Funding, new programs and transparency are among the most important elements of the aged care system redesign, a health department bureaucrat tells an industry forum.
Department of Health first assistant secretary Dr Nick Hartland told the Leading Age Services Australia Roadmap to Reform virtual forum on Thursday that funding was key to the aged care sector’s reform agenda.
“The way in which we fund aged care is going to fundamentally change over the next three-to-five years,” Dr Hartland told the virtual forum.
“The introduction of the [Australian National Aged Care Classification], the introduction of a new supportive home program is really going to change the way in which… we dole out money and results are achieved,” Dr Hartland said.
Funding gets us to a situation where the experience is going to be fundamentally different for consumers, he said.
“Having new programs and a new way of funding is a way of getting consumers to have choice to control across the whole spectrum of what happens to them. So it fundamentally changes the way that consumers enters the system and goes through the system.”
Transparency is another key part of the reform agenda, but funding comes first, Dr Hartland said.
“Lots of people might say that the transparency agenda is the most important thing for them and that would be a very legitimate way of looking at the royal commission. But that transparency agenda also depends on funding rapport,” Dr Hartland said.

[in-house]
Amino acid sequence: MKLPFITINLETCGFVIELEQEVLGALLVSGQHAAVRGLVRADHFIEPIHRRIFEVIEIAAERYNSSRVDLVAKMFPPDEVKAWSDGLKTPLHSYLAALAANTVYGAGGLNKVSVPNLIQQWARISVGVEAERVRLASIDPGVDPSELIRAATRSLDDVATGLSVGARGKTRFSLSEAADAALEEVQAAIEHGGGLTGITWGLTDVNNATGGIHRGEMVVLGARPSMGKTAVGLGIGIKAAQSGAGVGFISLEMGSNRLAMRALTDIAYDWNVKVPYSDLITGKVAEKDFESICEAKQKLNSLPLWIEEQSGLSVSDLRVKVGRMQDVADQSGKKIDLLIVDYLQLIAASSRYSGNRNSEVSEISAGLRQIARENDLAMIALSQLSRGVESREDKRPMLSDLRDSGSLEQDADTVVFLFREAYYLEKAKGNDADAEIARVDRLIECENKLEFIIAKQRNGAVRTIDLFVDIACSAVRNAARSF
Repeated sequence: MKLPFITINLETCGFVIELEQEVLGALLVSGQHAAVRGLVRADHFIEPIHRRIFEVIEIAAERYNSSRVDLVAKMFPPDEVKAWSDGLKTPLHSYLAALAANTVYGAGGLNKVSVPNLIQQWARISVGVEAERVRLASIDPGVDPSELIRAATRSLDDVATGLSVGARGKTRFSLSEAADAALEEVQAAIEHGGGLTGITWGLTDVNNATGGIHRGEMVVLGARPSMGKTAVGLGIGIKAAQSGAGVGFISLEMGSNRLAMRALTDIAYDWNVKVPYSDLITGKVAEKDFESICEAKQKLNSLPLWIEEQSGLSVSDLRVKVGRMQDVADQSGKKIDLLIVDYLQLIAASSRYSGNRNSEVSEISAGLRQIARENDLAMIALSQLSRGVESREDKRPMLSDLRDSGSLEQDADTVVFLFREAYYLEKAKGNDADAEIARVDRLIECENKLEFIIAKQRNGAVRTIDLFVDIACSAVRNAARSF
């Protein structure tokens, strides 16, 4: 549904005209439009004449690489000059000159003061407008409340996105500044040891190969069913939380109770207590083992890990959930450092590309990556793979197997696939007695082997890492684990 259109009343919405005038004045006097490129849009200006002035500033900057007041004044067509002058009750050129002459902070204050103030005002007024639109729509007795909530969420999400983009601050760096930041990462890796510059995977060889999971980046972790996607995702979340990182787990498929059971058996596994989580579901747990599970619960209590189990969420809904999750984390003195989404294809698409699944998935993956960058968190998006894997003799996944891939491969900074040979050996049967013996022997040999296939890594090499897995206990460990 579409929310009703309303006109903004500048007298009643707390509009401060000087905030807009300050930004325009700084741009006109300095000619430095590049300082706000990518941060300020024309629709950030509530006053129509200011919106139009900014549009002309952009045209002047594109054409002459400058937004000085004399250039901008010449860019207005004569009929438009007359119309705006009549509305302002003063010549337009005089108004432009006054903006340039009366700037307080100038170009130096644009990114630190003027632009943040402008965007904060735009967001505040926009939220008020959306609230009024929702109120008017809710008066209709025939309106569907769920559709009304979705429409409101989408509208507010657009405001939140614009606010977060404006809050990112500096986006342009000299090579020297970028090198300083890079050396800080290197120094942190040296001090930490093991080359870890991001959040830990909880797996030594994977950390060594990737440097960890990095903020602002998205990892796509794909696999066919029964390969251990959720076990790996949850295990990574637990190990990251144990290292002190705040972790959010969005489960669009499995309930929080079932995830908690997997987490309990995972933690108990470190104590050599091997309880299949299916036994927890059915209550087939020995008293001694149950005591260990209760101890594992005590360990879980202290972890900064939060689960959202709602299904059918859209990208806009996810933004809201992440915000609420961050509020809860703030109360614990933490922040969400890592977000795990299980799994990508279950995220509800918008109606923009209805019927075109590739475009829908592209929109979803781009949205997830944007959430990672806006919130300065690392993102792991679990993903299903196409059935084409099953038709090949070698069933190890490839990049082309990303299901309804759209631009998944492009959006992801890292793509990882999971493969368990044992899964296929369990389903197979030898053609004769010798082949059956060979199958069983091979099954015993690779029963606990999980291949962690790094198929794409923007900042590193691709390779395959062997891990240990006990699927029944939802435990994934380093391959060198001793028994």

“It’s very hard for me to imagine the star-rating system, for example, that doesn’t have something like the AN-ACC ticking in the background because otherwise you could never figure out whether a provider’s performance is related to the nature of people they’ve had on their books… or whether it’s actually something about the providers,” he said.
Governance and oversight of a single assessment process
Elsewhere, Dr Hartland talked about the new single comprehensive assessment process and ensuring assessors were fair across the board.
A new single assessment process replaces the Aged Care Assessment Program and the Regional Assessment Services for residential care from October 2022 and for home care from July 2023.
Dr Hartland said “standardising the tools” was an important part of governing the single assessment process.
“There are ways in which you can check that assessors are applying the same tool consistently and there are ways in which you can check accuracy of assessment decisions, and I think if you’ve got those process points right, then that’s a really important piece to getting fair consistent assessments across the system,” he said.
Major risks to successful reform
Dr Hartland said the 100-plus projects contributing to the reform agenda and sequencing things like consultations and bills presented high risks for the health department.
“And that’s for us to get right,” he said.
Other major risks include provider readiness, engagement with providers and consumers and technical components of the reform process.
“There’s a big risk that both the department and our colleagues, either the peaks or providers, can lose sight of the consumer because there’s just so much to do,” he said.
“Understanding what that means for a consumer and checking back – did this make any sense and did this actually improve things? – would be really easy to lose because there’s a massive reform and some of it is highly technical,” he said.
The LASA Roadmap to Reform virtual forum took place on 15 July.